Chattanooga 2.0 and early childhood leaders from its Early Matters action team announced today a third round of the Quality Matters Fund that will benefit both child care providers and early childhood educators. The focus of this funding round is on the recruitment and retention of child care teachers in Hamilton County.
This year, funds will be distributed in three categories: dedicated substitutes for child care providers, last-dollar college tuition assistance and a workforce training pilot.
Applications for the dedicated substitutes opened Friday and close on April 6. Providers interested in employing a substitute and educators interested in becoming a substitute should visit www.chatt2.org/quality-matters-fund
“The child care industry is experiencing a staffing shortage due to the pandemic and its lingering impact that is unlike anything we’ve experienced before,” said Katie Harbison, co-chair of Early Matters and president/CEO of Chambliss Center for Children. “We know that there aren’t enough child care seats for all the children under five in Hamilton County, but because of the staffing shortage, many of us are operating below capacity and don’t have enough teachers to open all our classrooms.”
Ten agencies will be selected to receive a dedicated child care teacher substitute whose sole purpose will be to fill in for teachers who need to take a day off. Many child care teachers do not receive paid time off and are, therefore, not afforded the flexibility to stay home with their own sick children or attend a doctor’s appointment. When staff are not out, the substitutes will help reduce the adult-to-child ratio in the classroom.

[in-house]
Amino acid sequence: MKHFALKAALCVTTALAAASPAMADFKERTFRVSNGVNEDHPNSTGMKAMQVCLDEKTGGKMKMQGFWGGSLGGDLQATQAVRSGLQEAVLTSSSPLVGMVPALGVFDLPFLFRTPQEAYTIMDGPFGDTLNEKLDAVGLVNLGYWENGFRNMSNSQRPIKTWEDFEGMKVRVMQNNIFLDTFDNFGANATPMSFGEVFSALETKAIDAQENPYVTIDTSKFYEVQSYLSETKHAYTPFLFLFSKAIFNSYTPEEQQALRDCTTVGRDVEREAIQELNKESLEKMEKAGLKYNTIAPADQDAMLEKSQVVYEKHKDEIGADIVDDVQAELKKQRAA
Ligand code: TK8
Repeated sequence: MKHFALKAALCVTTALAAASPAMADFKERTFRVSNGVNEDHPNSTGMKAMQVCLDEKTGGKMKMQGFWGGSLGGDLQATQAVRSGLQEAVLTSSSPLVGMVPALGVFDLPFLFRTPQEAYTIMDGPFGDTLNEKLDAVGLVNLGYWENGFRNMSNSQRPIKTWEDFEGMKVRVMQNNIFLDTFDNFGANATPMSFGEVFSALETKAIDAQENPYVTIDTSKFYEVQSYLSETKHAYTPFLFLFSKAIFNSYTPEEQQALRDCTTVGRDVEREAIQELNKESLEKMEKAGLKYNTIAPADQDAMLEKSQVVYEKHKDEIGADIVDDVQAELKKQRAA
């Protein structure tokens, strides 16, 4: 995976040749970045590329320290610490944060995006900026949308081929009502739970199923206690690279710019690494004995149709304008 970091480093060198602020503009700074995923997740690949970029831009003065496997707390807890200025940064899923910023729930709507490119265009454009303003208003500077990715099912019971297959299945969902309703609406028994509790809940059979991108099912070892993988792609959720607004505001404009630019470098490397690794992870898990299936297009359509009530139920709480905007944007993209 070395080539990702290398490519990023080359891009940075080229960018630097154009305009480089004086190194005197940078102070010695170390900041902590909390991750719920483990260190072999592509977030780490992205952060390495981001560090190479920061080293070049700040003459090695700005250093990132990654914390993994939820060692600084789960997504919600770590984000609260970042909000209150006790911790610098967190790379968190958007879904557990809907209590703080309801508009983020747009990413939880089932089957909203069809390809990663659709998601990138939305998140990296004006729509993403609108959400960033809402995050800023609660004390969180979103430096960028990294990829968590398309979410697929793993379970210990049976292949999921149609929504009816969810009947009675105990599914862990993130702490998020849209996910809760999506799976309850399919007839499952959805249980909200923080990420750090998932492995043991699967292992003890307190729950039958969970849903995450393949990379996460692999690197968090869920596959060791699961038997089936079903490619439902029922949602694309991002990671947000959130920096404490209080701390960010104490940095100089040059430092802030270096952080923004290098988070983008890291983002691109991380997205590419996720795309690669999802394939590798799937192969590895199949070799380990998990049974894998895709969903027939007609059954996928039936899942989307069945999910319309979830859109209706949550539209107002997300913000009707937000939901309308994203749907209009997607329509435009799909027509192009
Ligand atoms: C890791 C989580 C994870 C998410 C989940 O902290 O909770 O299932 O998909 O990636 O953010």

Early childhood educators and both nonprofit and for-profit child care agencies are encouraged to apply for the QMF dedicated substitute pilot. The pilot will last for one year and substitutes will work 30 hours per week at $13 per hour. Priority will be given to child care agency applicants that serve economically disadvantaged children, as well as those in the 37404, 37406 and 37412 zip codes. Technical assistance webinars will be held on Monday, March 27 at 3 p.m. and 6 p.m.
Officials said, "Early Matters advocates that positive experiences for young children – especially within high-quality early childhood programming – are essential for child health, learning and overall well-being. Recruitment and retention through the Quality Matters Fund is one of many strategies included in the 2025 Early Childhood Action Plan that Early Matters members released in October."
“Investing in child care supports the workforce of today and simultaneously ensures children are at the same starting line when they enter Kindergarten,” said Karitsa Jones, co-lead of the access to quality child care working group and city of Chattanooga administrator for the Department of Early Learning. “With this grant, Chattanooga 2.0 will also be tracking and evaluating the use of funds and their impact on recruitment and retention, so leaders know better how to support the child care workforce.”
The Quality Matters Fund first distributed funds in Spring 2020 and then again in February 2021. The 2023 funds are made possible by a federal grant from the City of Chattanooga, fiscal management by the United Way of Greater Chattanooga, and the oversight of a Chattanooga 2.0 Quality Matters Committee.
Previous rounds of the fund offered local child care providers the opportunity to make capital improvements in an effort to increase the number of available quality seats.
Details about how child care teachers across Hamilton County can apply for last-dollar college tuition assistance will be released in the coming weeks.
Early Matters is an action team of Chattanooga 2.0. To learn more about this and other early childhood strategies in the 2025 Early Childhood Action plan that are working together to improve third grade literacy and math, visit www.chatt2.org/brightstart.